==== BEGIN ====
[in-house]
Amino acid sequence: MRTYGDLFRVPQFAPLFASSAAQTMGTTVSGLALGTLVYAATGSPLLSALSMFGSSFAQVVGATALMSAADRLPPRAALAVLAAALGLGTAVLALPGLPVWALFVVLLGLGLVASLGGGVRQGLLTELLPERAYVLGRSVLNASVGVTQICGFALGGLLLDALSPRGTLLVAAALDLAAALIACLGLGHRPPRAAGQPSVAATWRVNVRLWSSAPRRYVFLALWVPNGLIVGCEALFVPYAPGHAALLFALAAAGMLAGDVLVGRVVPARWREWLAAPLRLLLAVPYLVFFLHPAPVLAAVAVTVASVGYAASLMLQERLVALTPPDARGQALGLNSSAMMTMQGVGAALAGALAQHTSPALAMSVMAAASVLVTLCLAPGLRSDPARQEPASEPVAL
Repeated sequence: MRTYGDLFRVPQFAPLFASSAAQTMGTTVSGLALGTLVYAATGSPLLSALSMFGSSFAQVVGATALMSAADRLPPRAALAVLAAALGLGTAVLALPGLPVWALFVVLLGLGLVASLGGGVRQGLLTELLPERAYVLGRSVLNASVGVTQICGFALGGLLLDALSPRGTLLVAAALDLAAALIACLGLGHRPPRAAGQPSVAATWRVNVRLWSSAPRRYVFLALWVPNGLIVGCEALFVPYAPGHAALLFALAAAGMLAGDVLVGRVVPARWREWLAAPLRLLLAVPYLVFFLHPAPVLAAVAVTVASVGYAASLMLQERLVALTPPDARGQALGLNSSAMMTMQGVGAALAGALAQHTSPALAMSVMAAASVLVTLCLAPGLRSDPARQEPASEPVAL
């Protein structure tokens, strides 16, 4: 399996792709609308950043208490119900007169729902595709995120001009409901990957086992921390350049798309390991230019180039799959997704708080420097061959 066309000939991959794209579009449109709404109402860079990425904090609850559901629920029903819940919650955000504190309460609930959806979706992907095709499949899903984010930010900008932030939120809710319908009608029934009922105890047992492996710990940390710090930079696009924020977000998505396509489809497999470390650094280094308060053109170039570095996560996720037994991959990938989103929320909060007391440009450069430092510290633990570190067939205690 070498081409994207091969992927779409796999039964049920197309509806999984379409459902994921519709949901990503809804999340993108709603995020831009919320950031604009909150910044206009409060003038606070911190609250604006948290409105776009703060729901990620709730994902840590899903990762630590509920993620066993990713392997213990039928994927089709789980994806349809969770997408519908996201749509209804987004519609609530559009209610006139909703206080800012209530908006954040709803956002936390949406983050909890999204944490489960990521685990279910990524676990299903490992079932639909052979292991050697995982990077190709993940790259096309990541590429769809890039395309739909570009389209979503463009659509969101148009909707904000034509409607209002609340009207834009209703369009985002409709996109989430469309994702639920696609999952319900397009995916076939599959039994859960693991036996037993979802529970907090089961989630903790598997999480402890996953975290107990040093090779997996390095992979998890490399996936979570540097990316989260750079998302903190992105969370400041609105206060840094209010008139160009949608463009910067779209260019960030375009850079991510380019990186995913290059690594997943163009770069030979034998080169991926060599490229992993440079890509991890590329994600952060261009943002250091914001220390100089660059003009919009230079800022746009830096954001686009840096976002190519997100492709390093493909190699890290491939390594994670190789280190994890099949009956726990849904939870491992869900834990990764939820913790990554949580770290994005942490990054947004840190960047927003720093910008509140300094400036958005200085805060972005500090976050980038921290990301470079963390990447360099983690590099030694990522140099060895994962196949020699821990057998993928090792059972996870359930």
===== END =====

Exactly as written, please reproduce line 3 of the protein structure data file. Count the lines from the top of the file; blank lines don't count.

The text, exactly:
Repeated sequence: MRTYGDLFRVPQFAPLFASSAAQTMGTTVSGLALGTLVYAATGSPLLSALSMFGSSFAQVVGATALMSAADRLPPRAALAVLAAALGLGTAVLALPGLPVWALFVVLLGLGLVASLGGGVRQGLLTELLPERAYVLGRSVLNASVGVTQICGFALGGLLLDALSPRGTLLVAAALDLAAALIACLGLGHRPPRAAGQPSVAATWRVNVRLWSSAPRRYVFLALWVPNGLIVGCEALFVPYAPGHAALLFALAAAGMLAGDVLVGRVVPARWREWLAAPLRLLLAVPYLVFFLHPAPVLAAVAVTVASVGYAASLMLQERLVALTPPDARGQALGLNSSAMMTMQGVGAALAGALAQHTSPALAMSVMAAASVLVTLCLAPGLRSDPARQEPASEPVAL